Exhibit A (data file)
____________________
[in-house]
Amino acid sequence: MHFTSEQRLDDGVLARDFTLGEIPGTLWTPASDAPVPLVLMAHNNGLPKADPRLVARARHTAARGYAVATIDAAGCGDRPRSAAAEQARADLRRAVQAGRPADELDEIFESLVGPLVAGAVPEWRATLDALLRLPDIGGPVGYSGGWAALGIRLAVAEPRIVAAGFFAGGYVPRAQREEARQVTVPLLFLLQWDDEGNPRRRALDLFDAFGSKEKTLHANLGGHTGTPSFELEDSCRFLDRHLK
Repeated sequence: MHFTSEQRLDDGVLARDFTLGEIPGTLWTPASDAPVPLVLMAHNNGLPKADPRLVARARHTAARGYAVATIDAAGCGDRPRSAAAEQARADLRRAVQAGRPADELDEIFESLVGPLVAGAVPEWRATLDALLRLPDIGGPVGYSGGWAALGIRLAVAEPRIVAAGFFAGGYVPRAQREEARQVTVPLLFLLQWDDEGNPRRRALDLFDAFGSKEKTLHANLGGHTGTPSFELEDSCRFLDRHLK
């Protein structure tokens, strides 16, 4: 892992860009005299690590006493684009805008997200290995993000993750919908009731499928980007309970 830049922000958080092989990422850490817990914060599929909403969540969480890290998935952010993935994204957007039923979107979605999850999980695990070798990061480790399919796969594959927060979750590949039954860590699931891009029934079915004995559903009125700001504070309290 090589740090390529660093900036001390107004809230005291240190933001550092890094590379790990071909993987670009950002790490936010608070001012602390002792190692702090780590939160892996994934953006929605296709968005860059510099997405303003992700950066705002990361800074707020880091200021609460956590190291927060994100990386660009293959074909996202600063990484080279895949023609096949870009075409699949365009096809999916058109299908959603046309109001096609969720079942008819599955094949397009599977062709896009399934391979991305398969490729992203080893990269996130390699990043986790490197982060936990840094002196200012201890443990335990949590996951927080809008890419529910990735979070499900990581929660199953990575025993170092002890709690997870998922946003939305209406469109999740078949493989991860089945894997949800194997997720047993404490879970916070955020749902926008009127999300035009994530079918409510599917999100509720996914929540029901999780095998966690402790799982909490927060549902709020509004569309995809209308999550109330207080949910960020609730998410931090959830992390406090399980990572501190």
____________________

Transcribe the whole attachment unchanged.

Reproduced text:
[in-house]
Amino acid sequence: MHFTSEQRLDDGVLARDFTLGEIPGTLWTPASDAPVPLVLMAHNNGLPKADPRLVARARHTAARGYAVATIDAAGCGDRPRSAAAEQARADLRRAVQAGRPADELDEIFESLVGPLVAGAVPEWRATLDALLRLPDIGGPVGYSGGWAALGIRLAVAEPRIVAAGFFAGGYVPRAQREEARQVTVPLLFLLQWDDEGNPRRRALDLFDAFGSKEKTLHANLGGHTGTPSFELEDSCRFLDRHLK
Repeated sequence: MHFTSEQRLDDGVLARDFTLGEIPGTLWTPASDAPVPLVLMAHNNGLPKADPRLVARARHTAARGYAVATIDAAGCGDRPRSAAAEQARADLRRAVQAGRPADELDEIFESLVGPLVAGAVPEWRATLDALLRLPDIGGPVGYSGGWAALGIRLAVAEPRIVAAGFFAGGYVPRAQREEARQVTVPLLFLLQWDDEGNPRRRALDLFDAFGSKEKTLHANLGGHTGTPSFELEDSCRFLDRHLK
């Protein structure tokens, strides 16, 4: 892992860009005299690590006493684009805008997200290995993000993750919908009731499928980007309970 830049922000958080092989990422850490817990914060599929909403969540969480890290998935952010993935994204957007039923979107979605999850999980695990070798990061480790399919796969594959927060979750590949039954860590699931891009029934079915004995559903009125700001504070309290 090589740090390529660093900036001390107004809230005291240190933001550092890094590379790990071909993987670009950002790490936010608070001012602390002792190692702090780590939160892996994934953006929605296709968005860059510099997405303003992700950066705002990361800074707020880091200021609460956590190291927060994100990386660009293959074909996202600063990484080279895949023609096949870009075409699949365009096809999916058109299908959603046309109001096609969720079942008819599955094949397009599977062709896009399934391979991305398969490729992203080893990269996130390699990043986790490197982060936990840094002196200012201890443990335990949590996951927080809008890419529910990735979070499900990581929660199953990575025993170092002890709690997870998922946003939305209406469109999740078949493989991860089945894997949800194997997720047993404490879970916070955020749902926008009127999300035009994530079918409510599917999100509720996914929540029901999780095998966690402790799982909490927060549902709020509004569309995809209308999550109330207080949910960020609730998410931090959830992390406090399980990572501190």